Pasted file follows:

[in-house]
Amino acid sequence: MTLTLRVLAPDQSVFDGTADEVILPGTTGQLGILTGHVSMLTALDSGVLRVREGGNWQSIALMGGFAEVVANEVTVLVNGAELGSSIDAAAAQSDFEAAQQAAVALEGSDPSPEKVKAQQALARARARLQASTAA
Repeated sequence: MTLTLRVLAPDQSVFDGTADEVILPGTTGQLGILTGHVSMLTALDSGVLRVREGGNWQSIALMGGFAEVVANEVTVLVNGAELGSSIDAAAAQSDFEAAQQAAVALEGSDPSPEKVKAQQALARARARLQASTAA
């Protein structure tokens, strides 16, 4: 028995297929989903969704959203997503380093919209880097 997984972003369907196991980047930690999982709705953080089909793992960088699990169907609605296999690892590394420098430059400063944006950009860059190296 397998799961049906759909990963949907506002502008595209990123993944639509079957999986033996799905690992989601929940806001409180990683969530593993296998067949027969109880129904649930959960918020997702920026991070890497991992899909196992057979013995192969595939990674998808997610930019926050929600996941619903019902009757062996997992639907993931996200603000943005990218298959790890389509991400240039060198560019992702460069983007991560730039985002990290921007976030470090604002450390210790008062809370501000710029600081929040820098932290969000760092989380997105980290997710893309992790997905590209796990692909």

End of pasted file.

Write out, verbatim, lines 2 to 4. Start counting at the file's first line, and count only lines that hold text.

Amino acid sequence: MTLTLRVLAPDQSVFDGTADEVILPGTTGQLGILTGHVSMLTALDSGVLRVREGGNWQSIALMGGFAEVVANEVTVLVNGAELGSSIDAAAAQSDFEAAQQAAVALEGSDPSPEKVKAQQALARARARLQASTAA
Repeated sequence: MTLTLRVLAPDQSVFDGTADEVILPGTTGQLGILTGHVSMLTALDSGVLRVREGGNWQSIALMGGFAEVVANEVTVLVNGAELGSSIDAAAAQSDFEAAQQAAVALEGSDPSPEKVKAQQALARARARLQASTAA
């Protein structure tokens, strides 16, 4: 028995297929989903969704959203997503380093919209880097 997984972003369907196991980047930690999982709705953080089909793992960088699990169907609605296999690892590394420098430059400063944006950009860059190296 397998799961049906759909990963949907506002502008595209990123993944639509079957999986033996799905690992989601929940806001409180990683969530593993296998067949027969109880129904649930959960918020997702920026991070890497991992899909196992057979013995192969595939990674998808997610930019926050929600996941619903019902009757062996997992639907993931996200603000943005990218298959790890389509991400240039060198560019992702460069983007991560730039985002990290921007976030470090604002450390210790008062809370501000710029600081929040820098932290969000760092989380997105980290997710893309992790997905590209796990692909």